Officials with the U.S. Fish and Wildlife Service (USFWS) erred when they required the state of Wyoming to designate wolves as trophy game throughout the state, a U.S. District Court Judge ruled Thursday.
In a 104-page decision, Judge Alan B. Johnson out of Cheyenne said Wyoming's wolf management plan, which designated wolves as predators in most of Wyoming and trophy game in the state's northwest corner, is adequate. Johnson ordered the USFWS to revisit its rejection of the plan.
"There is no scientific or commercial data that suggest the state's dual classification of wolves, in and of itself, cannot meet, accomplish and maintain the identified recovery goals in the greater Yellowstone area, including northwestern Wyoming," Johnson wrote in the decision.
Earlier this year, U.S. District Court Judge Donald Molloy of Missoula, Mont., issued a ruling that put wolves in Idaho and Montana back on the Endangered Species List. In his ruling, Molloy said the federal government could not delist wolves in Idaho and Montana and keep them listed in Wyoming. He alluded to his own 2008 decision that found "Wyoming's regulations were deficient and there was insufficient proof of adequate genetic exchange."
Johnson's ruling contradicts Molloy's comments about Wyoming's state plan. The State of Wyoming, Park County and the Wyoming Wolf Coalition sued the USFWS for rejecting Wyoming's management strategy.
"The petitioners contend that the USFWS allowed political and public relations considerations and speculative concerns about post-delisting lawsuits to influence its decision, even though the USFWS' own biologists and an independent panel of peer-review biologists believed that classifying wolves as predators throughout most of Wyoming would not threaten the viability of the gray wolf population in the Northern Rocky Mountain region," Johnson wrote.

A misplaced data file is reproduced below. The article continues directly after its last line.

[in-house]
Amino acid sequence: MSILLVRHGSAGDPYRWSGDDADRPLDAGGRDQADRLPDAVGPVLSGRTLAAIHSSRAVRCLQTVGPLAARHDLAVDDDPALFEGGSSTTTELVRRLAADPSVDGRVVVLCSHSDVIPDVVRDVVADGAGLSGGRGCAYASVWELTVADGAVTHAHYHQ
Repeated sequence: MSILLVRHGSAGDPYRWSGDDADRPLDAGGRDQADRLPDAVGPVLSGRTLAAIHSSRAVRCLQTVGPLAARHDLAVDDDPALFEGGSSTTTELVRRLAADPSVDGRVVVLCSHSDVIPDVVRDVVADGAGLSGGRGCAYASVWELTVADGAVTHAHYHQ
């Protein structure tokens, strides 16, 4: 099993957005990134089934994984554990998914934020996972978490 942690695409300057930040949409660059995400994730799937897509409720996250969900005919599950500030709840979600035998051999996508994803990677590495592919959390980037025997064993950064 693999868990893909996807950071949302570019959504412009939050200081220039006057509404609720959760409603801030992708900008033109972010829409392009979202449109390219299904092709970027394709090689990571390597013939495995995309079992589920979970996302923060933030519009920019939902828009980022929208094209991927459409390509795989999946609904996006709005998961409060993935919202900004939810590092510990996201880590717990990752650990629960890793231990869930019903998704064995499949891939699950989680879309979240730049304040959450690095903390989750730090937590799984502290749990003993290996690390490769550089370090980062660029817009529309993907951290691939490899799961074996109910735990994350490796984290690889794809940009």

Johnson's comments echo a study conducted by wolf researchers working around the region who showed that wolves in Wyoming, Idaho and Montana are genetically healthy and have successfully migrated and bred among subpopulations in central Idaho, the greater Yellowstone area and northern Montana. The study was conducted from reintroduction in 1995 to 2004.
The regional wolf population has grown from roughly 60 animals in 1995 to more than 1,700 as of late last year.
"This is a tremendous victory for livestock producers in Wyoming but also for our sportsmen and our large ungulate populations that are the envy of the world," said Bryce Reece, executive vice president of the Wyoming Wool Growers Association. "Wyoming developed a science-based management plan that works for wildlife (including wolves) as well as for the other interests that can and are impacted by the introduction of these predators, and then we stuck to it."
"There is no indication that lack of genetic connectivity and diversity would cause the wolf population in the Greater Yellowstone Area to become threatened in the foreseeable future," Johnson ruled. "All materials in the record indicate that genetic connectivity would not likely be reduced in any manner anywhere from 60 to 100 years."
It is now up to the USFWS to determine if they will appeal the decision. If they appeal, the case would go before the 10th Circuit Court of Appeals.
Reprinted in part from Jackson Hole Daily